Aldi low prices rocks Australian & UK markets

Aldi rock

Aldi continues to rock the Australian grocery sector, the latest supermarket survey carried out by consumer magazine Choice based on a basket of 33 items shows Aldi in front. The report says 71 per cent of Australians are worried about the cost of food and other grocery pricing.

The figures are based on the average cost of 33 items sold by Aldi, Coles, Woolworths and IGA. There are two baskets for each grocery one consisting of leading brands the other of own brands, i.e. Heinz baked beans vs. Home brand baked beans.

Leading brand product, excluding specials

• Coles: $170.54
• Woolworths: $168.74

Aldi is difficult as it sells few leading brands but getting close as possible

• Aldi $102.50

A 49/50 per cent saving shopping at Aldi. Should the consumer on a tight budget be prepared to forgo all leading brands and take the cheapest Aldi product the saving can be up to 59 per cent.

Aldi continues to prosper, while the leading duo continue the battle in which they have been engaged for decades. Choice:

“Just $1.80 (1 per cent) separated the regular prices of our leading brand basket at Coles and Woolworths, although if you include the savings from specials at the time of our shop, our basket ended up $2.85 (almost 2 per cent) cheaper at Coles.”

Choice spokesman Tom Godfrey:

“Although the big supermarkets make a lot of very loud claims about value, it’s clear Aldi is Australia’s cheapest supermarket and it is forcing the big two to compete on price.”

Woolworths and Coles attempt to tackle Aldi with their own brands, which come in 40 per cent cheaper compared with their leading brand baskets. Consumers are becoming more accepting of supermarket own brands, which admittedly have improved in recent years, probably due to Aldi.

The latest survey reveals 58 per cent of Australians think own label products are as good as brands, up from 32 per cent in 2011.

According to an article on The Daily Mail website 7 June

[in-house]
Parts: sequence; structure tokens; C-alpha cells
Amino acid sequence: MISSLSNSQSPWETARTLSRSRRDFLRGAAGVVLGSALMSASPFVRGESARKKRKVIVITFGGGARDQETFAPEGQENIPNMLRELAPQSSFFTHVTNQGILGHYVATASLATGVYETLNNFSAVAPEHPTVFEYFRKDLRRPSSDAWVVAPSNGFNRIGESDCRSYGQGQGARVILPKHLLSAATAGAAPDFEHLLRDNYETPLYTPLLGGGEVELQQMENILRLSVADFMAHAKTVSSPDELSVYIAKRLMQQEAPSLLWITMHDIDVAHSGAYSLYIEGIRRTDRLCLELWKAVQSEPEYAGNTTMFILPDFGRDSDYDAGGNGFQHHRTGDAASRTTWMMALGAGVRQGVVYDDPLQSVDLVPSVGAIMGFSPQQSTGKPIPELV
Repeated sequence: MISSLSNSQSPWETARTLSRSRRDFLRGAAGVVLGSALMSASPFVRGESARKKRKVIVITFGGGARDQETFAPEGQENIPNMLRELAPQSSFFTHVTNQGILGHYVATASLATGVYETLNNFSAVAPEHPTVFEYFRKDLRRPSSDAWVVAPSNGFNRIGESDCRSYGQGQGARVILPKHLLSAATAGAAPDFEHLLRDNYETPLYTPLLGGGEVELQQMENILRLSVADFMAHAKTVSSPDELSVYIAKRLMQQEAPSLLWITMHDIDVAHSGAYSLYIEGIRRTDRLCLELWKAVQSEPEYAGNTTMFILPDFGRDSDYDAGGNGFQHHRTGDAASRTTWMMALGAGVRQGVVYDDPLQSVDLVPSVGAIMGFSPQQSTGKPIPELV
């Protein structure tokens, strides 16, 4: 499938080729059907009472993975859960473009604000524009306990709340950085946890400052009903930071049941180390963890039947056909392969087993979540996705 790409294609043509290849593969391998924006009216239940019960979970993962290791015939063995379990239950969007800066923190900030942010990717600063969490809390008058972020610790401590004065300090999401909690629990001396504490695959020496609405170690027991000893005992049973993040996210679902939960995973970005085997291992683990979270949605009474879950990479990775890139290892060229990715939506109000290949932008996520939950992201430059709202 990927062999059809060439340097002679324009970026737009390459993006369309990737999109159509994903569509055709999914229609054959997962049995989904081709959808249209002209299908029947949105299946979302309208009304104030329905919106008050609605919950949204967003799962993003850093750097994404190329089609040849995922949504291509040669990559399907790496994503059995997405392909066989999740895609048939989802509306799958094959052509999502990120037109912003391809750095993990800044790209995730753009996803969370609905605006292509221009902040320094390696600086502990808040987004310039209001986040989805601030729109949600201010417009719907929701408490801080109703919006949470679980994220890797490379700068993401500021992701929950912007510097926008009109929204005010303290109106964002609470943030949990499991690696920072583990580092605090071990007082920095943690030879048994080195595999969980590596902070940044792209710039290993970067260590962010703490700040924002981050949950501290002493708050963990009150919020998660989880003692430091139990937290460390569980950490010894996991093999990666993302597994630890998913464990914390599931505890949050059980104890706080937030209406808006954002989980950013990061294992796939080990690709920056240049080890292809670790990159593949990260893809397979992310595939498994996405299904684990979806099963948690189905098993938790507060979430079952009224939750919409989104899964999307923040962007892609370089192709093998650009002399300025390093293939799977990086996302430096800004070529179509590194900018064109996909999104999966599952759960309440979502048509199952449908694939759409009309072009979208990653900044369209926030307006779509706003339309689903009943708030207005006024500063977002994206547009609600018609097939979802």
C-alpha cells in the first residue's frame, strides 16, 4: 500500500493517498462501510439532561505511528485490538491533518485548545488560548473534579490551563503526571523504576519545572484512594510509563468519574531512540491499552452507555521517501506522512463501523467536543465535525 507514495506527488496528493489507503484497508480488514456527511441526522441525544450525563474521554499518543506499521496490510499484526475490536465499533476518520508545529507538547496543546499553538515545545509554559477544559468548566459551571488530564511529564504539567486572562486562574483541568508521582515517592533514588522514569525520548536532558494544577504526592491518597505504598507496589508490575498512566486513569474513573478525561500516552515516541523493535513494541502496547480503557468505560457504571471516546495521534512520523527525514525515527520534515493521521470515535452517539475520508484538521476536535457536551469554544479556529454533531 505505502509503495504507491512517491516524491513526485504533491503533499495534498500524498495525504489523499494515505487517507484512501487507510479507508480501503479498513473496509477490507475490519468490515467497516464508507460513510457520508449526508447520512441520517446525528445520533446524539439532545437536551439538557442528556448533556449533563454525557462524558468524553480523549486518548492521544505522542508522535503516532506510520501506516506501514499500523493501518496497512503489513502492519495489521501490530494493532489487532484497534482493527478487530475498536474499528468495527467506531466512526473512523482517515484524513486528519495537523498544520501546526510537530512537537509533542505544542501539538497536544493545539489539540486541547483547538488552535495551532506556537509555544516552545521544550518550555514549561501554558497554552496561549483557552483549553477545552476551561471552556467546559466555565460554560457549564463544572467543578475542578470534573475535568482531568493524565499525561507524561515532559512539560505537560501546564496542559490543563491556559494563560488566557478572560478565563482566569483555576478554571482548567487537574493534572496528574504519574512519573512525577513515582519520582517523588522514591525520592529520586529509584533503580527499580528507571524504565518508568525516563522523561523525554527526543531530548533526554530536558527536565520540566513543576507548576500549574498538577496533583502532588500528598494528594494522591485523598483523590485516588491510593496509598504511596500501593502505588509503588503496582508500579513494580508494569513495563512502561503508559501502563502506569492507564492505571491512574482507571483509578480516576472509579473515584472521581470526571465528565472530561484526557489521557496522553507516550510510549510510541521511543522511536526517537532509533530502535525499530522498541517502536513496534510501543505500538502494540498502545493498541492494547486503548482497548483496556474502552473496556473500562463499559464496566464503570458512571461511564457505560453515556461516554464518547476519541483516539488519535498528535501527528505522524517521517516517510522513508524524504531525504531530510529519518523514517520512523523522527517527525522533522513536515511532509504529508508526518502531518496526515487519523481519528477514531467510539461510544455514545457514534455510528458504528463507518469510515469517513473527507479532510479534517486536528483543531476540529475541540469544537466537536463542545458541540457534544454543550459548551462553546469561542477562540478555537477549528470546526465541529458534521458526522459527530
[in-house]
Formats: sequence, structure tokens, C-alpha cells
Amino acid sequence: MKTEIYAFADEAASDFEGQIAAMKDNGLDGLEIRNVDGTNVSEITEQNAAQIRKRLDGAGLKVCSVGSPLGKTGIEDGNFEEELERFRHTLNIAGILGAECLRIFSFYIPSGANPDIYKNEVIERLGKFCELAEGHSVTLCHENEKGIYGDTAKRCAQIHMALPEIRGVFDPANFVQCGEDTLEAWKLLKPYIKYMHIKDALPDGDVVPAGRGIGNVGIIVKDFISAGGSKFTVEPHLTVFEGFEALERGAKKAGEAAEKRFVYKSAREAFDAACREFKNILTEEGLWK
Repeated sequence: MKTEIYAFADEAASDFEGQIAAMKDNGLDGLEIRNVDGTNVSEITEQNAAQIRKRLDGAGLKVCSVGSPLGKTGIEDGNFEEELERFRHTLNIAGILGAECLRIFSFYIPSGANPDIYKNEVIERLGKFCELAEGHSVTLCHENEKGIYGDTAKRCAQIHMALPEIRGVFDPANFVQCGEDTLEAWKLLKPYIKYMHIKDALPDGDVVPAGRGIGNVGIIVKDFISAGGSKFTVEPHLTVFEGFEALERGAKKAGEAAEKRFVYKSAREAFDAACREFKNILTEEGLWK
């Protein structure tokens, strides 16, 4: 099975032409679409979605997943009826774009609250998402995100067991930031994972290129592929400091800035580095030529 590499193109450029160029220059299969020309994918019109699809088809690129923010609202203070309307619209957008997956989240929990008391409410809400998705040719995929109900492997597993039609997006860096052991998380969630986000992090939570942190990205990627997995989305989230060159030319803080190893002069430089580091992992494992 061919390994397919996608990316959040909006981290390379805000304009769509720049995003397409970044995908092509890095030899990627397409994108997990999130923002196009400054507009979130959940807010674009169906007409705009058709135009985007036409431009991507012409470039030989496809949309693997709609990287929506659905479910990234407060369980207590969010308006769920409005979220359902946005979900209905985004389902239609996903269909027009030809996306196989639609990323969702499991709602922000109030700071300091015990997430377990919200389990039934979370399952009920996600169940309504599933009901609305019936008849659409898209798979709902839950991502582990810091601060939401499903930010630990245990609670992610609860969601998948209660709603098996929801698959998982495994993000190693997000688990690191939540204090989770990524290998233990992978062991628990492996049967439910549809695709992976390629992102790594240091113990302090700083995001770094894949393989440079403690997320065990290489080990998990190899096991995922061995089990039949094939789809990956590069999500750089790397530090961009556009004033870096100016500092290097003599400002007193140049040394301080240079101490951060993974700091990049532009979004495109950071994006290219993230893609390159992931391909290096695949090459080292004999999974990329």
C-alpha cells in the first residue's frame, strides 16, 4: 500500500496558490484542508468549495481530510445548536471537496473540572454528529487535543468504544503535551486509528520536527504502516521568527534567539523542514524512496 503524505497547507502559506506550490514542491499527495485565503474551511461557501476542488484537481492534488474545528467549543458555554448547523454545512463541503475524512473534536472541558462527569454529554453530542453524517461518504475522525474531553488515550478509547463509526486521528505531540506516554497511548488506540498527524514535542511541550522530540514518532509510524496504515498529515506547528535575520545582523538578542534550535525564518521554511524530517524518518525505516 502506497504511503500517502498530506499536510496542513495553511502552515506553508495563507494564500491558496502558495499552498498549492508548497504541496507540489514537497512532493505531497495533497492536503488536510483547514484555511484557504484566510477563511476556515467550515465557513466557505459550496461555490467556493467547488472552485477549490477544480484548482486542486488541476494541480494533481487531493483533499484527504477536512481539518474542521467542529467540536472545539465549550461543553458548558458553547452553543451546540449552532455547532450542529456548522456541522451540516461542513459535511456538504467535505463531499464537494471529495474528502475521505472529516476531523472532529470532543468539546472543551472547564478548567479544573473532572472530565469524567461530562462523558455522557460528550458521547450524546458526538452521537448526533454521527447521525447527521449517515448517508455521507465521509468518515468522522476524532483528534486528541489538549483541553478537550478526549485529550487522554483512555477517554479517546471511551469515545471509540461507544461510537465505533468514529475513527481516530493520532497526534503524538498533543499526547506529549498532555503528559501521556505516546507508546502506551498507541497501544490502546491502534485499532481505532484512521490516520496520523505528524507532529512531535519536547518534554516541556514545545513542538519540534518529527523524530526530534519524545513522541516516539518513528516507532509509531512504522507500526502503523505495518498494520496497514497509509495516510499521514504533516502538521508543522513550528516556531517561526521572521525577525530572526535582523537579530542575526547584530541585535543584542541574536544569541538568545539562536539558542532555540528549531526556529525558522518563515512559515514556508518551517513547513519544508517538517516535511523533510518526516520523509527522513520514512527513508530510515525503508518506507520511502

“Food in the U.S. is 24.85 percent cheaper than Australia, followed by the UK with 12.25 percent, according to

“In Singapore food is 18.52 percent below ours, and France is cheaper by 9.67 percent.”

But it is the Daily Mail not always noted for its accuracy in reporting,

One interesting development is supermarkets promoting what are known as phantom brands, which appear to be real brands but are, in fact, supermarket-owned brands. Research indicates when one of these brands is revealed as a supermarket brand, consumers feel they have been duped.

Australian supermarket comparisons

Aldi is not only climbing the rankings in Australia, but also in the UK…

German rocket

The German invasion of the UK is going like a rocket, according to the latest figures released by Kantar Worldpanel for the 12 weeks to 21 May. UK inflation rose 2.9 per cent during the period, with the overall grocery market growing 3.8 per cent year on year, the largest increase since September 2013.

German discounters Aldi and Lidl have been star performers, together increasing their sales 19.2 per cent year on year. They now have 12 per cent of the UK grocery market. Kantar says 62 per cent of the UK population, up from 58 per cent last year, shops at one or other of the discounters. That’s an additional 1.1 million households visiting either of these stores.
The rise in prices is hurting consumers’ pockets. If it continues at the current rate, the average shop will cost an extra £119 ($205) per household, per year.

As inflation pushes product prices upwards, consumers are looking more to own brands, which showed an increase of 6 per cent, with branded product achieving just a 0.6 per cent increase.


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